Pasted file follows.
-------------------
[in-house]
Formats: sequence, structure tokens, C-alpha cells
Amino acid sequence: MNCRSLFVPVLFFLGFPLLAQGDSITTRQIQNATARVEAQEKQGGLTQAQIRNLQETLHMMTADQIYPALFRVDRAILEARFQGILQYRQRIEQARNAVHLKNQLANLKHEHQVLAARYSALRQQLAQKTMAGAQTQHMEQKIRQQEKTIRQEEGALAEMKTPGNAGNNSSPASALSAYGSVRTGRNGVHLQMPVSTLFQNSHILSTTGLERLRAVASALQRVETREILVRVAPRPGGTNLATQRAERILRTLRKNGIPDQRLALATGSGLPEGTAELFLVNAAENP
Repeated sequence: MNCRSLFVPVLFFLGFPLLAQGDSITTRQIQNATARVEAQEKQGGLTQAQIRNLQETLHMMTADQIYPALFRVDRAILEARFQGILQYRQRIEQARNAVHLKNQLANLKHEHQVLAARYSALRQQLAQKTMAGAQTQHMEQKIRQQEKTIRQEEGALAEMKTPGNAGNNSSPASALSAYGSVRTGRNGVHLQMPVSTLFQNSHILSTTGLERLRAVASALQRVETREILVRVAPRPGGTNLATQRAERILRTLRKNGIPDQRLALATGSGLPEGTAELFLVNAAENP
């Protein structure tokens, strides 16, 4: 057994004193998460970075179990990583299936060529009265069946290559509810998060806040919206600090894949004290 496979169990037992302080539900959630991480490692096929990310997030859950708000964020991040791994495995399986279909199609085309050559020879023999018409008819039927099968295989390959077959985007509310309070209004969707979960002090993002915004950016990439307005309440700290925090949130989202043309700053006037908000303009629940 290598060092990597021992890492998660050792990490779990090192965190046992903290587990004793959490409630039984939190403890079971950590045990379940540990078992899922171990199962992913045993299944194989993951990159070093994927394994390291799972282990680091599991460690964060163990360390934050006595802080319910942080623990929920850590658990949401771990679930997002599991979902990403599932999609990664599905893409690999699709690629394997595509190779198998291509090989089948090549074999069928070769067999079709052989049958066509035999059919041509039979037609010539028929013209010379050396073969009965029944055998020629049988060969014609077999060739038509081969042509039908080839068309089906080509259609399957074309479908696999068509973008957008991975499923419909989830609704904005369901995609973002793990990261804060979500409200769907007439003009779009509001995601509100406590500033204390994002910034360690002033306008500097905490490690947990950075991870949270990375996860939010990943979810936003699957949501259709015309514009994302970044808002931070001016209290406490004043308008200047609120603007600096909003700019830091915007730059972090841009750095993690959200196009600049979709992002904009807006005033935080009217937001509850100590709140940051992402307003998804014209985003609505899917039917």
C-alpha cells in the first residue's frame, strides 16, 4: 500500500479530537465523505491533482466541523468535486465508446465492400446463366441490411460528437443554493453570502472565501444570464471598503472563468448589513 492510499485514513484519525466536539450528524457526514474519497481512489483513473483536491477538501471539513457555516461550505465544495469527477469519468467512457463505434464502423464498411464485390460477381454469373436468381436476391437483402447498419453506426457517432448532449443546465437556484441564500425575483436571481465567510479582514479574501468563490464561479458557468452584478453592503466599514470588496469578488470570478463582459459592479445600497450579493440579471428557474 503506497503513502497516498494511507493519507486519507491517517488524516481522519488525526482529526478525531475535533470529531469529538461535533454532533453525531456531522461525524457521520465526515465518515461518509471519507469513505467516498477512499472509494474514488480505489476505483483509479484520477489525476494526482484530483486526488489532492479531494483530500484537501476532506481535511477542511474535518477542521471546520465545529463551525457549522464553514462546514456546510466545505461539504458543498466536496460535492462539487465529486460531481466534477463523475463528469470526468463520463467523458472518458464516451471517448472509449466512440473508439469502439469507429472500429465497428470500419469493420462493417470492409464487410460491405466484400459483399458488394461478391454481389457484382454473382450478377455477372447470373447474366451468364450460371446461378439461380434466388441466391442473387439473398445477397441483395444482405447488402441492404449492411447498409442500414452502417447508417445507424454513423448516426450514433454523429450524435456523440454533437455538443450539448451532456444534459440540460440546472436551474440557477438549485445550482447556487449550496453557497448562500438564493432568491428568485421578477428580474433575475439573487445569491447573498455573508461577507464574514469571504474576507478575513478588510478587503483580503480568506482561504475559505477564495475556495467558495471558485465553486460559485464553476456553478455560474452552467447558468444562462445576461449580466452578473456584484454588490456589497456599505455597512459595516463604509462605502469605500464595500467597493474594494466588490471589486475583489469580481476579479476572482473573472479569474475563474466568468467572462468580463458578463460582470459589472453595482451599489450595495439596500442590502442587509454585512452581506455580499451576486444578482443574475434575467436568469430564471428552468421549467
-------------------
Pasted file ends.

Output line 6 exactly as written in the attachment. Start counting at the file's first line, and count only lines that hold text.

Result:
C-alpha cells in the first residue's frame, strides 16, 4: 500500500479530537465523505491533482466541523468535486465508446465492400446463366441490411460528437443554493453570502472565501444570464471598503472563468448589513 492510499485514513484519525466536539450528524457526514474519497481512489483513473483536491477538501471539513457555516461550505465544495469527477469519468467512457463505434464502423464498411464485390460477381454469373436468381436476391437483402447498419453506426457517432448532449443546465437556484441564500425575483436571481465567510479582514479574501468563490464561479458557468452584478453592503466599514470588496469578488470570478463582459459592479445600497450579493440579471428557474 503506497503513502497516498494511507493519507486519507491517517488524516481522519488525526482529526478525531475535533470529531469529538461535533454532533453525531456531522461525524457521520465526515465518515461518509471519507469513505467516498477512499472509494474514488480505489476505483483509479484520477489525476494526482484530483486526488489532492479531494483530500484537501476532506481535511477542511474535518477542521471546520465545529463551525457549522464553514462546514456546510466545505461539504458543498466536496460535492462539487465529486460531481466534477463523475463528469470526468463520463467523458472518458464516451471517448472509449466512440473508439469502439469507429472500429465497428470500419469493420462493417470492409464487410460491405466484400459483399458488394461478391454481389457484382454473382450478377455477372447470373447474366451468364450460371446461378439461380434466388441466391442473387439473398445477397441483395444482405447488402441492404449492411447498409442500414452502417447508417445507424454513423448516426450514433454523429450524435456523440454533437455538443450539448451532456444534459440540460440546472436551474440557477438549485445550482447556487449550496453557497448562500438564493432568491428568485421578477428580474433575475439573487445569491447573498455573508461577507464574514469571504474576507478575513478588510478587503483580503480568506482561504475559505477564495475556495467558495471558485465553486460559485464553476456553478455560474452552467447558468444562462445576461449580466452578473456584484454588490456589497456599505455597512459595516463604509462605502469605500464595500467597493474594494466588490471589486475583489469580481476579479476572482473573472479569474475563474466568468467572462468580463458578463460582470459589472453595482451599489450595495439596500442590502442587509454585512452581506455580499451576486444578482443574475434575467436568469430564471428552468421549467